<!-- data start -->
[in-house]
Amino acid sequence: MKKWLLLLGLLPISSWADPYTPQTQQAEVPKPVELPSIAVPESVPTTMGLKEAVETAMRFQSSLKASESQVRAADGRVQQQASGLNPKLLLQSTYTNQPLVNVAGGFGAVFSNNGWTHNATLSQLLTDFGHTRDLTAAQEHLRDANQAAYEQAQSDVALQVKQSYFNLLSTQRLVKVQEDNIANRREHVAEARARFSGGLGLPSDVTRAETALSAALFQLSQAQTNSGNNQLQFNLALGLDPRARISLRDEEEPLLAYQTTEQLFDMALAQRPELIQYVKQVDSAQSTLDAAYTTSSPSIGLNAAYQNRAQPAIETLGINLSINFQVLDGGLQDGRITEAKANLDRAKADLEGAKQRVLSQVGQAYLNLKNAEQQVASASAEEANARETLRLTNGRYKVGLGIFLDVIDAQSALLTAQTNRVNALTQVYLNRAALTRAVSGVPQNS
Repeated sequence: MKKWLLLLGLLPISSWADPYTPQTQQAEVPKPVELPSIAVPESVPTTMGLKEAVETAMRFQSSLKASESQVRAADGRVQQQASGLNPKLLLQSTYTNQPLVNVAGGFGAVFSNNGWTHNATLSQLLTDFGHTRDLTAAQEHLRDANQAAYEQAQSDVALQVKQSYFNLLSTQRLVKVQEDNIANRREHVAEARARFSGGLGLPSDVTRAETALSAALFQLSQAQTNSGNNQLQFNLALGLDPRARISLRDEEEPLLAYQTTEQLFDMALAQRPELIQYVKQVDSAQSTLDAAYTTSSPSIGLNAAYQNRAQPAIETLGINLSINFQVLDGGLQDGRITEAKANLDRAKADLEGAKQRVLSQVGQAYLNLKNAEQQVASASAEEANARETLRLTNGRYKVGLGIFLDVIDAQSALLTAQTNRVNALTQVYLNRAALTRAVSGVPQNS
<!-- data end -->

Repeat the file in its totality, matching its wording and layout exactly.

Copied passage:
[in-house]
Amino acid sequence: MKKWLLLLGLLPISSWADPYTPQTQQAEVPKPVELPSIAVPESVPTTMGLKEAVETAMRFQSSLKASESQVRAADGRVQQQASGLNPKLLLQSTYTNQPLVNVAGGFGAVFSNNGWTHNATLSQLLTDFGHTRDLTAAQEHLRDANQAAYEQAQSDVALQVKQSYFNLLSTQRLVKVQEDNIANRREHVAEARARFSGGLGLPSDVTRAETALSAALFQLSQAQTNSGNNQLQFNLALGLDPRARISLRDEEEPLLAYQTTEQLFDMALAQRPELIQYVKQVDSAQSTLDAAYTTSSPSIGLNAAYQNRAQPAIETLGINLSINFQVLDGGLQDGRITEAKANLDRAKADLEGAKQRVLSQVGQAYLNLKNAEQQVASASAEEANARETLRLTNGRYKVGLGIFLDVIDAQSALLTAQTNRVNALTQVYLNRAALTRAVSGVPQNS
Repeated sequence: MKKWLLLLGLLPISSWADPYTPQTQQAEVPKPVELPSIAVPESVPTTMGLKEAVETAMRFQSSLKASESQVRAADGRVQQQASGLNPKLLLQSTYTNQPLVNVAGGFGAVFSNNGWTHNATLSQLLTDFGHTRDLTAAQEHLRDANQAAYEQAQSDVALQVKQSYFNLLSTQRLVKVQEDNIANRREHVAEARARFSGGLGLPSDVTRAETALSAALFQLSQAQTNSGNNQLQFNLALGLDPRARISLRDEEEPLLAYQTTEQLFDMALAQRPELIQYVKQVDSAQSTLDAAYTTSSPSIGLNAAYQNRAQPAIETLGINLSINFQVLDGGLQDGRITEAKANLDRAKADLEGAKQRVLSQVGQAYLNLKNAEQQVASASAEEANARETLRLTNGRYKVGLGIFLDVIDAQSALLTAQTNRVNALTQVYLNRAALTRAVSGVPQNS